I interview author Christiane Dorion about her latest book Into the Forest, which helps kids learn about the woodlands near them.
Congratulations on your latest book Into the Forest, an in-depth look at these important parts of our planet.
Q. This is your eighth book, all of which offer an environmental theme. According to your bio, you are quite passionate about the environment. When did this passion start? How long have you been an environmentalist? What was the issue that brought the importance of caring for our planet onto your radar?
A. I think it comes from spending time in nature as a child, with lots of outdoor activities, hikes in the woods and camping trips. I come from Quebec City and my father used to take us to a log cabin in the north, where we would stay for days, fishing and canoeing on the river. We saw some amazing wildlife – bears, moose and beavers – which I’ve all included in my book. Years later, I took my children back to the same spot, a fantastic experience for them as they were born in the U.K. We didn’t catch a single fish and saw very few animals in the forest. To see the natural world change so fast must have been the trigger for my passion for the environment.
Q. You work as an education consultant for environmental organizations including WWF and the Forum for the Future. Can you explain to me what you do in general and what you do for these types of organizations?
A. My work is varied, which is what I really like. Most of it is about raising awareness of climate change and other key environmental issues with children, teachers and schools. I’ve just finished writing a MOOC (Massive Open Online Course) for WWF in education for sustainability, gathering inspiring case studies from schools around the world. I also produce resources and educational programmes. My consultancy work complements my work as a writer very well.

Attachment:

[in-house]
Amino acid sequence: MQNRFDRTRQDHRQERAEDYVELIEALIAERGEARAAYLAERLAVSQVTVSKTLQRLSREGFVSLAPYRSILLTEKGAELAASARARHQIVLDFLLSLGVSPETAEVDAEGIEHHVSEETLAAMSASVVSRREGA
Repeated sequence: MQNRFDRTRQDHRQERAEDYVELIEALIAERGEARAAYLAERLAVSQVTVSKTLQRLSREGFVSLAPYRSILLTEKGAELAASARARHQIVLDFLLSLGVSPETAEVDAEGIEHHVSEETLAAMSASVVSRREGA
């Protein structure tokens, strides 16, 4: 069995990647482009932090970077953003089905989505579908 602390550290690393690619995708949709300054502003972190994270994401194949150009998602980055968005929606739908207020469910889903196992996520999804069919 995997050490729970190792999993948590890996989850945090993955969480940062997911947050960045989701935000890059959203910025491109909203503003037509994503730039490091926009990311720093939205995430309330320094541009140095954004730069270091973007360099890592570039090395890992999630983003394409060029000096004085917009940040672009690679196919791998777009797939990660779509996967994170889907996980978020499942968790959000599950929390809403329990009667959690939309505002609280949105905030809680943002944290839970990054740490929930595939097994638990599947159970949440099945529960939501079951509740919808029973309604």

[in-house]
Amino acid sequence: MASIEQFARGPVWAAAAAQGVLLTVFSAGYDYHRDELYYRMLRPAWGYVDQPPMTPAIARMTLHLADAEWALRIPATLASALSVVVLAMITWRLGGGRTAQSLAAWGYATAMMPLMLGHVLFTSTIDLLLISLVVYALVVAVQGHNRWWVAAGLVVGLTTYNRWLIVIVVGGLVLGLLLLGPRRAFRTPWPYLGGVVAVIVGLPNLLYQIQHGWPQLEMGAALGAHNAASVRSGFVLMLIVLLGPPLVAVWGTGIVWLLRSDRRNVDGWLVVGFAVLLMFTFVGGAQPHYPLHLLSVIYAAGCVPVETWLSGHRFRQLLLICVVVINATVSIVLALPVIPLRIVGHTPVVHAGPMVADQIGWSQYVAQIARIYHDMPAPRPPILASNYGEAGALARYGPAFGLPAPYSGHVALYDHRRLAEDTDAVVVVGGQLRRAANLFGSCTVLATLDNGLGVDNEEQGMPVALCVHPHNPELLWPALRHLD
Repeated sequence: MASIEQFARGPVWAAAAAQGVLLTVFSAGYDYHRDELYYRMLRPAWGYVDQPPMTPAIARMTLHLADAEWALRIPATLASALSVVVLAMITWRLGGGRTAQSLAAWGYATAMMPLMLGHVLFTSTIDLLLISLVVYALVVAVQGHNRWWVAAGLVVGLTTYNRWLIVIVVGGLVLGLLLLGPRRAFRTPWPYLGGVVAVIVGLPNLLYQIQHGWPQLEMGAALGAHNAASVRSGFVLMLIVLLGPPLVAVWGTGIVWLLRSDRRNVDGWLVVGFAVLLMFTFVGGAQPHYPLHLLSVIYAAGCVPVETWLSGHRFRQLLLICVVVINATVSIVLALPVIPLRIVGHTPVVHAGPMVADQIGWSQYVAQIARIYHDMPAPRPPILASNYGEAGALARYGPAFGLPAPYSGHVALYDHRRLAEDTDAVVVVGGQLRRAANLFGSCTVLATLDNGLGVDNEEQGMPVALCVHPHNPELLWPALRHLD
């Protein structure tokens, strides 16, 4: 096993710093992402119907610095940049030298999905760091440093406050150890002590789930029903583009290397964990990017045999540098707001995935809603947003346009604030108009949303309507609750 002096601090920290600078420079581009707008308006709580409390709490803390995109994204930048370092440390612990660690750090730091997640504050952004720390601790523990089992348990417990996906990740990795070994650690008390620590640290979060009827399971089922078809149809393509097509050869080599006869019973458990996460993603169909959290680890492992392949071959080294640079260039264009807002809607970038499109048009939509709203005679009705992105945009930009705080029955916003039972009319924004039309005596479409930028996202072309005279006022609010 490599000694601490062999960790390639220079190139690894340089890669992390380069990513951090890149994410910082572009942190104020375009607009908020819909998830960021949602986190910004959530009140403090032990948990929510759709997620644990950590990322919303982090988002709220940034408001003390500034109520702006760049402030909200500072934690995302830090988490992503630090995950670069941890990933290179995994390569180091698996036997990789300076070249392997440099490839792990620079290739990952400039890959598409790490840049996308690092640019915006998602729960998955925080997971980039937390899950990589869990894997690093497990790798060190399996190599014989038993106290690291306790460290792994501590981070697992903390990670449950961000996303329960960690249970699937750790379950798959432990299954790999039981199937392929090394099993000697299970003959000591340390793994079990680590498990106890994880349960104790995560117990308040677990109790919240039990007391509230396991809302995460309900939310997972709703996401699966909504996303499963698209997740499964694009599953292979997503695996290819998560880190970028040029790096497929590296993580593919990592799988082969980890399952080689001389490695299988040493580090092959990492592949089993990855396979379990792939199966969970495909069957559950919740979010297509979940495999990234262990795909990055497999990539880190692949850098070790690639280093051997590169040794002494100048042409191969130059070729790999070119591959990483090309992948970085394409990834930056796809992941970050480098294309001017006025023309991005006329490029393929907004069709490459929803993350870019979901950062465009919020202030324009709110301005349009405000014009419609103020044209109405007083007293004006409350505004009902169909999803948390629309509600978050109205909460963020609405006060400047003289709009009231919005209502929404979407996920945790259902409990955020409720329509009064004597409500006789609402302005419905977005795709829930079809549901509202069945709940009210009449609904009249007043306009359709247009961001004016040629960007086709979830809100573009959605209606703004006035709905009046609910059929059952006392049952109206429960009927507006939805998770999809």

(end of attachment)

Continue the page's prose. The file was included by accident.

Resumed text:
Q. You are from Quebec, but have called the U.K. home since you completed a PhD in Education for Sustainable Development. What do you love about living and working in the U.K.? Do you return home often?
A. I love the fact that the weather is unpredictable and with all the rain we get everything is green all year round. I live in a beautiful part of the U.K. with lots of stunning walks and bicycle rides. This year in particular has been fantastic to explore our own patch of the world even more. I also love the British sense of humour! I try to go back to Canada every year to see my family, especially in the winter, my favourite season there.
Q. You have written books such as How the World Works, How We Make Stuff and How Animals live, among other titles. How do you come up with your ideas?
A. I had the idea for my first book ‘How the World Works’ when my son came out of school one day complaining about the boring geography lessons. I said to another mum “Imagine a geography book with a big pop up of the water cycle, an explosive pull tab of the Big Bang and tectonic plates colliding together! That would inspire kids!” Without knowing it, I was talking to the founder of Templar Publishing and a year later, my first pop-up book ‘How the World Works’ was published and translated into 13 languages! I then wrote five more in the series. Children are very good at suggesting topics and ideas for new books. When I thought I had covered everything, a little boy at a literary festival told me that I should write about plants, as they are so cool, especially the carnivorous ones!
Q. How did you come up with the idea for Into the Forest? Why was this topic important to you? Why was it important to write now?
A. Trees and forests are amazing. As a Canadian, I have fond memories of exploring woodlands and forests. They play such an important role, not only for people but also for wildlife and the whole planet. Yet the world’s forests are disappearing at unprecedented speed. As a writer, I feel fortunate to be able to work with talented illustrators and designers to produce beautiful picture books, spark children’s curiosity and encourage them to discover the world around them.
Q. What do you hope children gain from this book?